14 CFR Part 91: General Aviation
Accident occurred Sunday, June 01, 2014 in Stevens Point, WI
Aircraft: YAKOVLEV YAK-55M, registration: N176FD
Injuries: 1 Fatal.

This is preliminary information, subject to change, and may contain errors. Any errors in this report will be corrected when the final report has been completed. NTSB investigators either traveled in support of this investigation or conducted a significant amount of investigative work without any travel, and used data obtained from various sources to prepare this aircraft accident report.

On June 1, 2014, about 1222 central daylight time, a Yakovlev model YAK-55M airplane, N176FD, was substantially damaged when it impacted terrain during an aerobatic flight over the Stevens Point Municipal Airport (STE), Stevens Point, Wisconsin. The airline transport pilot was fatally injured. The airplane was registered to and operated by the pilot under the provisions of 14 Code of Federal Regulations Part 91 without a flight plan. Day visual meteorological conditions prevailed for the local airshow demonstration flight that departed about 1220.

The flight team manager, who also provided the public-announcement during the accident flight, reported that the accident flight began with the airplane rolling inverted shortly after liftoff, followed by a shallow inverted climb past show-center. The airplane then rolled upright before entering a 90-degree turn away from show-center and the crowd. The airplane continued to climb, while on the opposite heading used for the takeoff, before it turned back to the runway heading and reentered the aerobatic box. The airplane then rolled inverted before it entered a 45-degree dive toward show-center. The airplane then completed several descending aileron rolls before it rolled wings level and entered a near vertical climb. At the apex of the climb/loop, the airplane entered an inverted flat spin.

Ground-based video footage showed that the airplane completed 3-1/2 rotations in the inverted flat spin before it entered a near vertical dive. The video footage then showed a momentary increase in airplane pitch, achieving a positive deck angle of about 20-degrees, before the airplane entered a rapid left roll. The airplane then entered a nose-down left descending spiral into terrain.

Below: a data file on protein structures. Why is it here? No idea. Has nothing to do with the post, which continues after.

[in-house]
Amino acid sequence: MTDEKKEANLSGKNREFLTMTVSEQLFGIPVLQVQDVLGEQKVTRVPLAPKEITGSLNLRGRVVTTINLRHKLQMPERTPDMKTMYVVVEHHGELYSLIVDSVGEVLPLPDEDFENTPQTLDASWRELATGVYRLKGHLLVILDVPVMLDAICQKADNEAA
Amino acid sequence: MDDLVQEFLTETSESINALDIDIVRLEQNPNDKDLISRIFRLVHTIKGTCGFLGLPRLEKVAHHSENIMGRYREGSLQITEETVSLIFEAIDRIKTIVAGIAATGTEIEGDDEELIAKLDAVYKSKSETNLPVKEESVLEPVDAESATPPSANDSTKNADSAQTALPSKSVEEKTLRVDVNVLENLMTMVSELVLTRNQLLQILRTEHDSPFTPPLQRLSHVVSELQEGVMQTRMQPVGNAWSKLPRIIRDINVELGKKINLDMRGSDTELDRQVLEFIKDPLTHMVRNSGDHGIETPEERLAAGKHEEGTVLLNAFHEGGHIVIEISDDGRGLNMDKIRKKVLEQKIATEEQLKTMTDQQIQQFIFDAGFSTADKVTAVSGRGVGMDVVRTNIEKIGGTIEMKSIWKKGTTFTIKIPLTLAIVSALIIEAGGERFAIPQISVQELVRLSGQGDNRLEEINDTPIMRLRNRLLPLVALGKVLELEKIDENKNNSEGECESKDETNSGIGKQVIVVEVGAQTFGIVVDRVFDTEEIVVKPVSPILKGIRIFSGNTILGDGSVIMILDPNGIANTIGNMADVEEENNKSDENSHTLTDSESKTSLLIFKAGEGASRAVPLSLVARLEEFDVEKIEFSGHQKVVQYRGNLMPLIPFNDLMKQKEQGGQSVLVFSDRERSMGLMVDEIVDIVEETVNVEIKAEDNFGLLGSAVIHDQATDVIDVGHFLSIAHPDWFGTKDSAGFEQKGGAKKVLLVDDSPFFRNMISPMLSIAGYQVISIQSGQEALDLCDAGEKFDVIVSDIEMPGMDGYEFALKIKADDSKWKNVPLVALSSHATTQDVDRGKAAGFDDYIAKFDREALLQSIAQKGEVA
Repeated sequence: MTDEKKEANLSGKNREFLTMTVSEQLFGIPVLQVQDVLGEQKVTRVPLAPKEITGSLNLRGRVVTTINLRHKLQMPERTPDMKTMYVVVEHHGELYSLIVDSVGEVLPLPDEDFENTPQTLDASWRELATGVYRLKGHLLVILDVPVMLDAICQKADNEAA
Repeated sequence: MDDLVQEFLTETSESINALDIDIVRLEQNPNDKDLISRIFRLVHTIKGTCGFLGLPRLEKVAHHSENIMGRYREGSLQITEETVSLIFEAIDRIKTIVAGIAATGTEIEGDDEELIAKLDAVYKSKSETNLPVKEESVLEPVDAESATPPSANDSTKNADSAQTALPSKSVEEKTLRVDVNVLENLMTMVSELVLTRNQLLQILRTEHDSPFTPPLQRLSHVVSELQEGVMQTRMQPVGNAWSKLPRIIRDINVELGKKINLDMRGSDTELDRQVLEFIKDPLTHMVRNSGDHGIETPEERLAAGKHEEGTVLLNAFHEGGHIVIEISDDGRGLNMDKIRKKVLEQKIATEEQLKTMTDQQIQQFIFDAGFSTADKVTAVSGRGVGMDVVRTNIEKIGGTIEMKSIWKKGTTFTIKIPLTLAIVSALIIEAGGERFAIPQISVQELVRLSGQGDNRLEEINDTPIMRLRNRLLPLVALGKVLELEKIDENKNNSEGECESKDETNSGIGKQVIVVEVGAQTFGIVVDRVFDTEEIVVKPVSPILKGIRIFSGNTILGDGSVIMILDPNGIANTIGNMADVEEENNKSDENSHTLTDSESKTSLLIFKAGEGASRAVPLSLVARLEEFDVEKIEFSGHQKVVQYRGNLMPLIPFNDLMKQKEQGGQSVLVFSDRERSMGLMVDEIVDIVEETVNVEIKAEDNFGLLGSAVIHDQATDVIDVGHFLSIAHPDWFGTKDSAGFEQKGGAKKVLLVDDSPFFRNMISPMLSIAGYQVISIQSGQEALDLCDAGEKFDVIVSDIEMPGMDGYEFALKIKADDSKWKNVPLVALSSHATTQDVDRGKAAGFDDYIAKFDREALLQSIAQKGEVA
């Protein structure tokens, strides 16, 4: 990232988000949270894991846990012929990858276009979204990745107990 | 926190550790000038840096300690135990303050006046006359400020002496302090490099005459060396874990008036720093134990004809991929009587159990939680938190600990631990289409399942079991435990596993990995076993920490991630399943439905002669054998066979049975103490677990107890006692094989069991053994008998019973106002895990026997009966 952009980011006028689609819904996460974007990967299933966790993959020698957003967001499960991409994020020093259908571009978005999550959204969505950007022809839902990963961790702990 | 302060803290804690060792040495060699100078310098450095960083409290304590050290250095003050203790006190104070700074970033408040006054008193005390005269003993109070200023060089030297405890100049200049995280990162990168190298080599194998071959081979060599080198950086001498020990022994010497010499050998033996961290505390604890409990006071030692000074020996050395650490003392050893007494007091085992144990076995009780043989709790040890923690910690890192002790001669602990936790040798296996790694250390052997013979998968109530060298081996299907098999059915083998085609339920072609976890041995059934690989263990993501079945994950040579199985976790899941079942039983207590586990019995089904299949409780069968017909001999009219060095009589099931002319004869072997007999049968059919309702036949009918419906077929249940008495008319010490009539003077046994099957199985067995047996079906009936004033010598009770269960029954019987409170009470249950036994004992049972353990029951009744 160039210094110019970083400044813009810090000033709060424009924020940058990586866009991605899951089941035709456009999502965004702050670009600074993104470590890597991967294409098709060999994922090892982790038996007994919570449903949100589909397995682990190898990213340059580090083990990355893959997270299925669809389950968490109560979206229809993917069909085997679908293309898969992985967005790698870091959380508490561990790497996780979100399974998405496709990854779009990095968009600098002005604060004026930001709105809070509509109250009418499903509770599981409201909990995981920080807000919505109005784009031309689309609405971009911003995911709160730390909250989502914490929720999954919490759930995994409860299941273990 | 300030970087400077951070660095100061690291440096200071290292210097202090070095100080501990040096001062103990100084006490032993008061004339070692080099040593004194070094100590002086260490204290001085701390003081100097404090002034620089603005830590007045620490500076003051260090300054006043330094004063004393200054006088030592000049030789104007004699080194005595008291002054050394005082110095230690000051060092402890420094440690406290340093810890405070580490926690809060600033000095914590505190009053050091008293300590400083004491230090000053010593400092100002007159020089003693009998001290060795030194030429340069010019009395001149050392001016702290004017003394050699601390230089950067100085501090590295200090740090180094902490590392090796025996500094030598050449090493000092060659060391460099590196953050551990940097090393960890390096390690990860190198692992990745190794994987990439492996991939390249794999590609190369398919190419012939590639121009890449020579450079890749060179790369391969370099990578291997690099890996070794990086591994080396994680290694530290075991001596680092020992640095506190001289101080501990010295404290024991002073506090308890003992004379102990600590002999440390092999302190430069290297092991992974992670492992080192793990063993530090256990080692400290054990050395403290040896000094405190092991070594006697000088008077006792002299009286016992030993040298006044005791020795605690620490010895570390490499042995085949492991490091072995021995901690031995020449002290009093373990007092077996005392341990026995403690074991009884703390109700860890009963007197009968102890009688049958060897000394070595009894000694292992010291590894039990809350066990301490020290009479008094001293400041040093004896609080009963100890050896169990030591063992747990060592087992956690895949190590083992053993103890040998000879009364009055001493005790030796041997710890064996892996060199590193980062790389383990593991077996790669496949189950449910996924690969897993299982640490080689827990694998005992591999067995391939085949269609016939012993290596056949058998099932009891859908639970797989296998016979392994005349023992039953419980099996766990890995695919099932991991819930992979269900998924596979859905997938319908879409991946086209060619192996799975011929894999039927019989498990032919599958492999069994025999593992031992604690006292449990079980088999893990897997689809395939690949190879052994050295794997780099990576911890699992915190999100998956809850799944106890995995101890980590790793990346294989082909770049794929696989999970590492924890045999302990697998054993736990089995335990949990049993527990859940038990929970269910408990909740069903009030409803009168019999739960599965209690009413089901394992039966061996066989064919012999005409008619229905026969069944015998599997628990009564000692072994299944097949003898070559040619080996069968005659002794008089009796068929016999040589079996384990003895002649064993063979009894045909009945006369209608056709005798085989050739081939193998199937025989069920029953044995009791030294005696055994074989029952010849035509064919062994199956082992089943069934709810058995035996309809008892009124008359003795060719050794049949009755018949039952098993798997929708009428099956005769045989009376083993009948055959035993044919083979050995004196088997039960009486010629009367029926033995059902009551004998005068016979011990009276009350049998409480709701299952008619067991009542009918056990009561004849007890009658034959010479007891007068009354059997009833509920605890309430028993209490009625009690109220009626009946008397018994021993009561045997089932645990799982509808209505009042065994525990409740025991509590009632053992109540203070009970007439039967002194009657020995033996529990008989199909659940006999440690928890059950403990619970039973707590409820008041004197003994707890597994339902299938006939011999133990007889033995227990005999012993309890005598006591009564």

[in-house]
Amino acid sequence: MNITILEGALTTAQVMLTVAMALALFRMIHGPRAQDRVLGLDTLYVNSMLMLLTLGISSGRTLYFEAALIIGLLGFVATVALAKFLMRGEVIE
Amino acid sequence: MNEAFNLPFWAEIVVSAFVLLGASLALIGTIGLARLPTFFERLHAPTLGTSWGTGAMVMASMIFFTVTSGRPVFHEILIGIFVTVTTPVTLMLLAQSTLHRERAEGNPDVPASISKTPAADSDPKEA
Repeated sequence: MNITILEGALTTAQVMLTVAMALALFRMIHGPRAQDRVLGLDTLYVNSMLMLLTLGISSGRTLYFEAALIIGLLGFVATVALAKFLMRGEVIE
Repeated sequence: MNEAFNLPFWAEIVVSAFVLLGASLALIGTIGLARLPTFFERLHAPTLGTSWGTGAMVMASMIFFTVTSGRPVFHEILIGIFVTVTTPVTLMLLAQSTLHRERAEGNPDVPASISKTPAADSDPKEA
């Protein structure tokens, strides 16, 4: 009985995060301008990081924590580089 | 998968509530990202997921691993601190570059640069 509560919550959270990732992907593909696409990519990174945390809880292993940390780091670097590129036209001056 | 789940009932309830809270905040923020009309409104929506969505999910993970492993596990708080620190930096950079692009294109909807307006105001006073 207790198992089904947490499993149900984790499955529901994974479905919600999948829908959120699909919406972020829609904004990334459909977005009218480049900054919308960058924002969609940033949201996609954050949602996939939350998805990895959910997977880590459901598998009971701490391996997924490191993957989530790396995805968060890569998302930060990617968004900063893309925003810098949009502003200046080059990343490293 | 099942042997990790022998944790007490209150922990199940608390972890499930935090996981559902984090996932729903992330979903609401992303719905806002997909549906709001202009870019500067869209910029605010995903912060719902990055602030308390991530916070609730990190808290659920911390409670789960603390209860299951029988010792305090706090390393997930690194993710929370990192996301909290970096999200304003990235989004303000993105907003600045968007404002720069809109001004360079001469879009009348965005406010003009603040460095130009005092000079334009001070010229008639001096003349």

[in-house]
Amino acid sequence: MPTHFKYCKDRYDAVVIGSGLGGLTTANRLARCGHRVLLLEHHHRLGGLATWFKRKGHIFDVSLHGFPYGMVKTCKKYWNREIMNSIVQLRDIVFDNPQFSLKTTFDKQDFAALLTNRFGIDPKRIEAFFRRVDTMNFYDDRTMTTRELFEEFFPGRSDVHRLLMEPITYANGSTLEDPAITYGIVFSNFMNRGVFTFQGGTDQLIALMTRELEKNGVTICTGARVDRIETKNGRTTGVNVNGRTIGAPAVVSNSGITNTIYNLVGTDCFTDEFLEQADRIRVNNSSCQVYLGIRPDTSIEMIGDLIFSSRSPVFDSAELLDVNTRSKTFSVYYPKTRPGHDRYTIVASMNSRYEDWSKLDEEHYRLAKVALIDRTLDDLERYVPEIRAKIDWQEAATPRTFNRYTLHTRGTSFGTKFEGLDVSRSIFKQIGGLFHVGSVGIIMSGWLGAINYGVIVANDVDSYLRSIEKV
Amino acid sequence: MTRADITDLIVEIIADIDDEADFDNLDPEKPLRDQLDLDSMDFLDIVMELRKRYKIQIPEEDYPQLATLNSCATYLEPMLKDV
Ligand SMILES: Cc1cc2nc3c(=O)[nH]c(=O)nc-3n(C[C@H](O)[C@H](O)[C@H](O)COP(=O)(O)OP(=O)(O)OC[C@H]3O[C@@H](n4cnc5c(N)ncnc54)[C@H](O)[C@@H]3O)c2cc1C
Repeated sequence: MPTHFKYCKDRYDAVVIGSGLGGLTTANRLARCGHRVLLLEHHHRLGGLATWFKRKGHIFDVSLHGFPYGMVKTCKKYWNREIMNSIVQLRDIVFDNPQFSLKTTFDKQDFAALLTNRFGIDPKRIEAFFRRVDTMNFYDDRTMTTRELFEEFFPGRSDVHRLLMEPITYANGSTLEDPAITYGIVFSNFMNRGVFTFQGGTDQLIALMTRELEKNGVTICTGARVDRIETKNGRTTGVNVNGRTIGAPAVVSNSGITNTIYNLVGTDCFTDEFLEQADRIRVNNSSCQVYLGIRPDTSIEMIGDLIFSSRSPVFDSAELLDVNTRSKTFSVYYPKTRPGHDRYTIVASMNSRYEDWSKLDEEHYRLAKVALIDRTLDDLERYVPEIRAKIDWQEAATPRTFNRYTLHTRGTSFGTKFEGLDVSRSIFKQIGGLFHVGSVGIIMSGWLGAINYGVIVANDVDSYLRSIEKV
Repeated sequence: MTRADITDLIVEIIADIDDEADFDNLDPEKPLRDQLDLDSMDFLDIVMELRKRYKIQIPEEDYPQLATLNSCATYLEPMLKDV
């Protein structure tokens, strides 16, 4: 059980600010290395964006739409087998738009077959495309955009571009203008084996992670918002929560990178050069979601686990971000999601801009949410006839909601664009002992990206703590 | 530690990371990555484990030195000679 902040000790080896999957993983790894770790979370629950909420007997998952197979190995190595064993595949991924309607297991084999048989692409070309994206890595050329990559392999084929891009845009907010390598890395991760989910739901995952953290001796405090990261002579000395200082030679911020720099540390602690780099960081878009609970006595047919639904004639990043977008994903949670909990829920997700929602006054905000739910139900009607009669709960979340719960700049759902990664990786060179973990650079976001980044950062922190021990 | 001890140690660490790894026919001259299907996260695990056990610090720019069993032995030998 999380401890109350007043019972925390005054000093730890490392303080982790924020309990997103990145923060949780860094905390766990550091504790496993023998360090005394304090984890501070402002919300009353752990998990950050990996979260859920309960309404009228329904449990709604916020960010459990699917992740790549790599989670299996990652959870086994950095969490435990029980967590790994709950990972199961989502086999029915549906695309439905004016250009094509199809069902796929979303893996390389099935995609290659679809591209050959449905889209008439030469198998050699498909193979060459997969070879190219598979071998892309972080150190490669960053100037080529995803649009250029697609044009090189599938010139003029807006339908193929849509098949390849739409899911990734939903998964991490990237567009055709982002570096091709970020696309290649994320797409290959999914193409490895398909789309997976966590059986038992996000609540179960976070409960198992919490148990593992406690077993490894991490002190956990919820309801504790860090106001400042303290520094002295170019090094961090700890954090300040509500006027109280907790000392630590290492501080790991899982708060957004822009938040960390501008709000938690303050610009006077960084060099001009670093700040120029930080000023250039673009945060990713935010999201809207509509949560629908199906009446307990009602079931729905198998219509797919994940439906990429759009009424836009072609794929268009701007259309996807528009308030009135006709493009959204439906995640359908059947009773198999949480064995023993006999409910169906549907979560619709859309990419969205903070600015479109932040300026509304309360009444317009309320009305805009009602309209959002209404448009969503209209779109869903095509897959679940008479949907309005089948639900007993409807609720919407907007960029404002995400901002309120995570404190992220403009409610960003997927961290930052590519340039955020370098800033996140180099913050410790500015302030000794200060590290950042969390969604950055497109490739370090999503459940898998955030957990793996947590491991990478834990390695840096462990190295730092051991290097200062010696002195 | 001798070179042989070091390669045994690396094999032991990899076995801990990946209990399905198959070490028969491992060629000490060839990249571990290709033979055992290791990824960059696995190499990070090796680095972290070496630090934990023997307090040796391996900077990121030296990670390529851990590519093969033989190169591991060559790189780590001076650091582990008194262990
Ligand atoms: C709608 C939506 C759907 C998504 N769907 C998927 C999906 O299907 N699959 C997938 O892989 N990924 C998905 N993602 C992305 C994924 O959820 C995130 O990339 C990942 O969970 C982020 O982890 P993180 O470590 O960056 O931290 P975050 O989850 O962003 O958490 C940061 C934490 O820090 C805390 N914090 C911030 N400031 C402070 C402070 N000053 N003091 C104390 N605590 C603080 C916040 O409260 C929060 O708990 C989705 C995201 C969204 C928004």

A postaccident examination established that the airplane impacted terrain in a near vertical attitude. Flight control continuity was confirmed from all flight control surfaces to their respective cockpit controls. The engine was located in a 2-1/2 feet deep impact crater and remained partially connected to the firewall. Three engine cylinders had partially separated from the crankcase, which prevented the engine from being rotated. After removing several cylinders, an internal examination did not reveal any mechanical discontinuities within the engine drivetrain. The No. 1 magneto exhibited impact damage that prevented a functional test. The No. 2 magneto provided a spark on all leads when rotated. All three propeller blades exhibited damage consistent with the engine producing power at the time of impact. The postaccident examination of the airplane did not reveal any mechanical anomalies that would have prevented normal operation. A handheld GPS and GoPro video camera were recovered from the wreckage and were sent to the National Transportation Safety Board (NTSB) Vehicle Recorder Laboratory for readout.


 Aerobatics pilot Bill Cowden stops for a photo next to his Yak 55M. Cowden, an airline pilot by profession, has been flying aerobatics in air shows for five years.



Aerobatic pilots took to the skies during Wheels and Wings with an arsenal of high-flying flips, loops and corkscrews that wowed audiences and put pilots’ bodies to the test. 

 Airline pilot Grant Nielsen of New Richmond screeched across the blue afternoon sky in his 1994 built Pits Special, pulling off maneuvers that pushed against his body with more than two Gs (gravitational forces). The pilot has been flying acrobatics for years, but only received his FAA authorization to fly in air shows this past August.